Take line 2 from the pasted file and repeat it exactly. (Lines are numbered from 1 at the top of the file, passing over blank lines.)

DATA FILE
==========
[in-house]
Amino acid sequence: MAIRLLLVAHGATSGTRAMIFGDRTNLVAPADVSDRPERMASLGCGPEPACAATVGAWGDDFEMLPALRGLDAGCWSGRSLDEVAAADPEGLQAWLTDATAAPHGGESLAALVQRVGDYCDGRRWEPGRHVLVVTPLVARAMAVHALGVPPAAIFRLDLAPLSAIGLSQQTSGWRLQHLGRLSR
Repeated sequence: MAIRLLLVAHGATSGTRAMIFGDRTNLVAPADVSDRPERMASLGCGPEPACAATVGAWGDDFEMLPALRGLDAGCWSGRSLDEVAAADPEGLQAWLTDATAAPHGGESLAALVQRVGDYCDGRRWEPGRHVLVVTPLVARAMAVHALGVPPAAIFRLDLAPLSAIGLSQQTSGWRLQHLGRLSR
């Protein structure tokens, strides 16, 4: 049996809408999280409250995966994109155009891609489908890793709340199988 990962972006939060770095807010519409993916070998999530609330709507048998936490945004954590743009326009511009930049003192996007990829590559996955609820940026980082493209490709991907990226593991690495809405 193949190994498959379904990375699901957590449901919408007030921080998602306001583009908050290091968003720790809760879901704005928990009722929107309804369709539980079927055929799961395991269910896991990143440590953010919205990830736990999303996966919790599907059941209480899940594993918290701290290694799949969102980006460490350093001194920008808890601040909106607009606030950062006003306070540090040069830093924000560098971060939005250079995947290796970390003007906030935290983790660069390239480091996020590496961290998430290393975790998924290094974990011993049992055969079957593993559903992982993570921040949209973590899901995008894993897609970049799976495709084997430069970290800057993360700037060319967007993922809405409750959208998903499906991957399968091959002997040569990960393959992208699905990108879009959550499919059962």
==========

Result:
Amino acid sequence: MAIRLLLVAHGATSGTRAMIFGDRTNLVAPADVSDRPERMASLGCGPEPACAATVGAWGDDFEMLPALRGLDAGCWSGRSLDEVAAADPEGLQAWLTDATAAPHGGESLAALVQRVGDYCDGRRWEPGRHVLVVTPLVARAMAVHALGVPPAAIFRLDLAPLSAIGLSQQTSGWRLQHLGRLSR